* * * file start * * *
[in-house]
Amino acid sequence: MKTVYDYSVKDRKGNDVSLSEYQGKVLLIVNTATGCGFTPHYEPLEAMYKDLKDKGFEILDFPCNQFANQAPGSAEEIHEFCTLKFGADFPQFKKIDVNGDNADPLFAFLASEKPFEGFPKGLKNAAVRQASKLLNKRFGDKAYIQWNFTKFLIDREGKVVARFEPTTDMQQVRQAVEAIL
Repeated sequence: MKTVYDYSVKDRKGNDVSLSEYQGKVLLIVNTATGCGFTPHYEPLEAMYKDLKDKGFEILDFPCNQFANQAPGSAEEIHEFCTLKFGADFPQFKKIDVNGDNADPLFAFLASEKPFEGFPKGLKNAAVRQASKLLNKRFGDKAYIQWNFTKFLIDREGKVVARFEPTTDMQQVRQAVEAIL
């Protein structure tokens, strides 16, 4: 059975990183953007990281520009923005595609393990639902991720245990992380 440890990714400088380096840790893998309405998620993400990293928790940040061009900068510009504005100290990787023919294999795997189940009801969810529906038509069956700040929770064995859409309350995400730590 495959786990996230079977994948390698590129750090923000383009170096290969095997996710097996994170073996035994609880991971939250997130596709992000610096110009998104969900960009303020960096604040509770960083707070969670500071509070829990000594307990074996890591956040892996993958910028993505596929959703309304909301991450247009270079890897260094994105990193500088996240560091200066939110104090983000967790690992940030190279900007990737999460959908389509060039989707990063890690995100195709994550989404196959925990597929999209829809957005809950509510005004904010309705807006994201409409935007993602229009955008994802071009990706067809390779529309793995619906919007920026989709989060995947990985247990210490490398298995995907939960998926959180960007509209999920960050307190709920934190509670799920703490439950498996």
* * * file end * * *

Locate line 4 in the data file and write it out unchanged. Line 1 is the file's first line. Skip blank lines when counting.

């Protein structure tokens, strides 16, 4: 059975990183953007990281520009923005595609393990639902991720245990992380 440890990714400088380096840790893998309405998620993400990293928790940040061009900068510009504005100290990787023919294999795997189940009801969810529906038509069956700040929770064995859409309350995400730590 495959786990996230079977994948390698590129750090923000383009170096290969095997996710097996994170073996035994609880991971939250997130596709992000610096110009998104969900960009303020960096604040509770960083707070969670500071509070829990000594307990074996890591956040892996993958910028993505596929959703309304909301991450247009270079890897260094994105990193500088996240560091200066939110104090983000967790690992940030190279900007990737999460959908389509060039989707990063890690995100195709994550989404196959925990597929999209829809957005809950509510005004904010309705807006994201409409935007993602229009955008994802071009990706067809390779529309793995619906919007920026989709989060995947990985247990210490490398298995995907939960998926959180960007509209999920960050307190709920934190509670799920703490439950498996």